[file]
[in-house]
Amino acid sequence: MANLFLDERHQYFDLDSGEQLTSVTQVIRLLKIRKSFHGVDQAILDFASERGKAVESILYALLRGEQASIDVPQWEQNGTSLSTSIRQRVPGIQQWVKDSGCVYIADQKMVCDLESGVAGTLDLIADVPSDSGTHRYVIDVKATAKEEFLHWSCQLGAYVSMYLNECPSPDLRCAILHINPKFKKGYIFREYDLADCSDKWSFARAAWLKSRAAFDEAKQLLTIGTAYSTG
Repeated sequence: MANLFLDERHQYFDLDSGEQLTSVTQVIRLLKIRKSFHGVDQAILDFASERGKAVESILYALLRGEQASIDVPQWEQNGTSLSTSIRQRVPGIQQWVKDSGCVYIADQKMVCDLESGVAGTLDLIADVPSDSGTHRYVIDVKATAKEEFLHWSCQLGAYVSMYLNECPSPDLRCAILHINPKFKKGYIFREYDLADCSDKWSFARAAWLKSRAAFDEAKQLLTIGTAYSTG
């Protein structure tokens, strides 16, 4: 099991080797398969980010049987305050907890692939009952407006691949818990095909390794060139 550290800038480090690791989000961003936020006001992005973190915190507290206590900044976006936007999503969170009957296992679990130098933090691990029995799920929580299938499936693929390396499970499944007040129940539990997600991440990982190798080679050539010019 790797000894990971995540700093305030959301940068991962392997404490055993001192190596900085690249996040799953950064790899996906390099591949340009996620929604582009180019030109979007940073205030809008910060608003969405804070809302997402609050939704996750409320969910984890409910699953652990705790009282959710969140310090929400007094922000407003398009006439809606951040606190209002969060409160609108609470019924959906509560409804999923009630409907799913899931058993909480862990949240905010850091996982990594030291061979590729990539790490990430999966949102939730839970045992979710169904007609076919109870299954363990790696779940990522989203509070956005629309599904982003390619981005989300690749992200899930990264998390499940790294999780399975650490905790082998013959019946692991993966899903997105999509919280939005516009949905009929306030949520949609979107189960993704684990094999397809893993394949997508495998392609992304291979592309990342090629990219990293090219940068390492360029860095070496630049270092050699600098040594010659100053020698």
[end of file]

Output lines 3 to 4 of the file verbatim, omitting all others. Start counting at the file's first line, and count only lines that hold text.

Repeated sequence: MANLFLDERHQYFDLDSGEQLTSVTQVIRLLKIRKSFHGVDQAILDFASERGKAVESILYALLRGEQASIDVPQWEQNGTSLSTSIRQRVPGIQQWVKDSGCVYIADQKMVCDLESGVAGTLDLIADVPSDSGTHRYVIDVKATAKEEFLHWSCQLGAYVSMYLNECPSPDLRCAILHINPKFKKGYIFREYDLADCSDKWSFARAAWLKSRAAFDEAKQLLTIGTAYSTG
């Protein structure tokens, strides 16, 4: 099991080797398969980010049987305050907890692939009952407006691949818990095909390794060139 550290800038480090690791989000961003936020006001992005973190915190507290206590900044976006936007999503969170009957296992679990130098933090691990029995799920929580299938499936693929390396499970499944007040129940539990997600991440990982190798080679050539010019 790797000894990971995540700093305030959301940068991962392997404490055993001192190596900085690249996040799953950064790899996906390099591949340009996620929604582009180019030109979007940073205030809008910060608003969405804070809302997402609050939704996750409320969910984890409910699953652990705790009282959710969140310090929400007094922000407003398009006439809606951040606190209002969060409160609108609470019924959906509560409804999923009630409907799913899931058993909480862990949240905010850091996982990594030291061979590729990539790490990430999966949102939730839970045992979710169904007609076919109870299954363990790696779940990522989203509070956005629309599904982003390619981005989300690749992200899930990264998390499940790294999780399975650490905790082998013959019946692991993966899903997105999509919280939005516009949905009929306030949520949609979107189960993704684990094999397809893993394949997508495998392609992304291979592309990342090629990219990293090219940068390492360029860095070496630049270092050699600098040594010659100053020698």